Melting Stormtroopers | Electric Forecourts | That's Bananas

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Melting Stormtroopers | Electric Forecourts | That's Bananas

As The Weekly hits your inbox, thousands of hardened runners will be streaming out of Greenwich Park and over the start line for this year's London Marathon.  Not only have the participants got to run a grueling 26.2 miles around the capital, but they have also got to contend with what is expected to be the hottest marathon on record.  Luckily the temperatures aren't forecast to reach Thursday's April record of 29 degrees celsius, but the organisers have still expressed concerns about the well-being of those running in fancy dress costumes.  Apparently it is not the day to be dressed in a full suit of armour whilst dragging a 10ft dragon, or (as in the case of Jez Allinson) to attempt the marathon dressed as a Star Wars Stormtrooper - an outfit designed to provide protection from "Jedi lightsabers", with little (or no) consideration given to "breathability".  Luckily, concerned friends and family can now track the progress of the runners with a newly redesigned App that shows all the drinks stations and first aid points on an interactive map.  More importantly, it even shows the location of the pubs along the route.  So if you've turned up to support an overly ambitious Stormtrooper, or a full-size replica Rhino now slowly succumbing to heatstroke, at least you'll have somewhere agreeable to wait for them!

Barber and Wadlow's Forecourt Property Market Update 2018 released this week shone a light on an alternative sector that is rapidly becoming more mainstream, attracting the likes of AXA, AEW and OLIM.  Notably, the £75 million worth of transactions in 2017 represented a 36% increase on 2016.  The report also looked at the future of the forecourt sector in the wake of the Government's plan to ensure electric vehicles make up 70% of the new car market by 2030.  This will be followed by a ban on the sale of hydrocarbon-powered cars by 2040.  Barber and Wadlow believe that forecourts are well placed to meet demands whatever the energy source (electric, hydrocarbon, or petrol/diesel), but acknowledge that the retailers and oil companies have work to do before they can boast a truly national network of electrical charging points.  Either way the switch over to electric vehicles (EVs) is underway, with double digit growth in EV sales over the last five years.  The one stumbling block to electric vehicle growth in the UK is that some major advances in technology are needed to persuade the mass consumer to make the switch.  At present for example, only 1 in 6 charging connectors provide a "rapid charge" (by which they mean 30 minutes) and there are only three EV models in production with a range of over 275 miles.  Suddenly the already painful trip from London to Cornwall now includes extended pit-stops whilst you "plug-in" the car and spend money you shouldn't on coffees and cakes in the forecourt café!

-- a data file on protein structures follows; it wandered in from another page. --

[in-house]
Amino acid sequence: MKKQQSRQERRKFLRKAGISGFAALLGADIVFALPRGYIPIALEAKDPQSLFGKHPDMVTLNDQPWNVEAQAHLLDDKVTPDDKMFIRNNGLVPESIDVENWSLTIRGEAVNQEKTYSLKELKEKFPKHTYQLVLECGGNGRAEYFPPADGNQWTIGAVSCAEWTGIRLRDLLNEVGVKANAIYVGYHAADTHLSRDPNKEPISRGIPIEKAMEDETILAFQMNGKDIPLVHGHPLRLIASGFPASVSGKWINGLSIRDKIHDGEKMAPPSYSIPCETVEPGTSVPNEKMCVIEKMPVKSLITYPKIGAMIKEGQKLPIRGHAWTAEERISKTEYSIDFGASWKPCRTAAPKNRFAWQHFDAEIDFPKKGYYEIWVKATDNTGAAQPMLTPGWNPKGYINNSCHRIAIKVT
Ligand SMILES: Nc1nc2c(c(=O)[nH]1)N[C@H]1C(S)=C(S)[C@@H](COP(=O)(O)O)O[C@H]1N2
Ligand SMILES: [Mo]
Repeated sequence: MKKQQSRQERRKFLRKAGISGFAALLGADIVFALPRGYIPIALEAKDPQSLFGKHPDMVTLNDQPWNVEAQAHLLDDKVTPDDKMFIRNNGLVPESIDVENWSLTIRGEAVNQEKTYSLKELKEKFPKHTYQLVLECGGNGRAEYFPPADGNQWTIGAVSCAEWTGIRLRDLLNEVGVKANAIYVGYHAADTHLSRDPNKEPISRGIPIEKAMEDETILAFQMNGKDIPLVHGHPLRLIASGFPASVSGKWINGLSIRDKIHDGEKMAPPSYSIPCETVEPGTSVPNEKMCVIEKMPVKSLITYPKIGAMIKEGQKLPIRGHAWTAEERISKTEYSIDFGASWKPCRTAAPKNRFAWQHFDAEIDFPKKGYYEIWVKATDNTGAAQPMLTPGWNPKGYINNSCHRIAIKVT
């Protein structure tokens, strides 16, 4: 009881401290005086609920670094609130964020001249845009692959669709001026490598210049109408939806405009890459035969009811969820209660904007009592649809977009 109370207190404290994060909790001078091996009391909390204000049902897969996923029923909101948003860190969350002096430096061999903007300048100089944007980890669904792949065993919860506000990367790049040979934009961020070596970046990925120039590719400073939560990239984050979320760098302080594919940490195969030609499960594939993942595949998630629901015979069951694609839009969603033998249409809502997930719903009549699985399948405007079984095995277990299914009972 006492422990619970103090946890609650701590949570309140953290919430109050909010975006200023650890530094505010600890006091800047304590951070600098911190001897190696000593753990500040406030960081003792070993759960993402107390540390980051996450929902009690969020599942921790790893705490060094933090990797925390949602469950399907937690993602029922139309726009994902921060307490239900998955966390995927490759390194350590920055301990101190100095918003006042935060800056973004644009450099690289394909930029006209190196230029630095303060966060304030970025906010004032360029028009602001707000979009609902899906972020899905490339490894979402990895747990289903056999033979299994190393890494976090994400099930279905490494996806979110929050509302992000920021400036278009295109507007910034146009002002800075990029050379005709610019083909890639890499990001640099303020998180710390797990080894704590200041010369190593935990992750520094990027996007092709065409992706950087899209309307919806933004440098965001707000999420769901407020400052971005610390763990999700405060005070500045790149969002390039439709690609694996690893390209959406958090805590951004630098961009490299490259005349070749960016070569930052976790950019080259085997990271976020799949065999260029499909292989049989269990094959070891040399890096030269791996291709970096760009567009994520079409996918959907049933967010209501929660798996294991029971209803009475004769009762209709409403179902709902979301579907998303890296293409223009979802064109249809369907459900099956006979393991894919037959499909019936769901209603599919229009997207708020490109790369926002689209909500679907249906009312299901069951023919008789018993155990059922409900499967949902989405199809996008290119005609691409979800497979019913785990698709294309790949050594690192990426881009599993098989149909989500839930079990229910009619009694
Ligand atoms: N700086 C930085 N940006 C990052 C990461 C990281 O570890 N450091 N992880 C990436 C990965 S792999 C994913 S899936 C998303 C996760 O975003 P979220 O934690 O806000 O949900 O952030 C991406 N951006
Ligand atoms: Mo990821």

Struggling retailers were back in the headlines this week with Carpetright's chief insisting the company will not be following in the footsteps of Toys R Us and will instead "emerge stronger from the CVA", with plans to raise £60m through an equity capital raise for reinvestment in the remaining stores.  One supermarket chain, however, appears to have taken a different approach to boosting turnover in turbulent times after it emerged Asda charged one of its shoppers £930.11 for a single banana.  Bobbie Gordon initially assumed the supermarket had made a typo when she received her bill by email, but was then contacted by her credit card company saying she'd exceeded her £1,000 limit.  Luckily Asda admitted the "slip up" and refunded her the money.  Worth keeping your eyes peeled next time you shop at Asda though!   
 

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Virtual Winner | Trade Premium | Pint or Chilli?

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Virtual Winner | Trade Premium | Pint or Chilli?

Whilst Spring made a belated and welcome appearance yesterday, the 171st Grand National at Aintree glued millions of us to our TV screens as we watched the 40 horses and their riders compete in the world's most iconic and challenging steeplechase.  Yet despite being notoriously unpredictable, many of you will have watched the race smug in the knowledge that you'd already backed the certain winner.  Surely everyone knew that Tiger Rolls was a dead cert?  After all Friday night's "Virtual Grand National Predictor race" shown on ITV4  showed Tiger Rolls winning by a head from Chase the Spud, with Total Recall in third.  Amazingly this incredibly realistic CGI race, based on complex data algorithms, proved to be spot on and Tigers Rolls clinched first place in a dramatic photo finish.  But before you bet your life savings on next year's National, in the mis-guided belief that Nick Luck and his team have cracked the code for sure fire betting success, it is worth pointing out that second place in the "real" race went to Pleasant Company, with Bless the Wings in third.  Chase the Spud and Total Recall never in even made it round!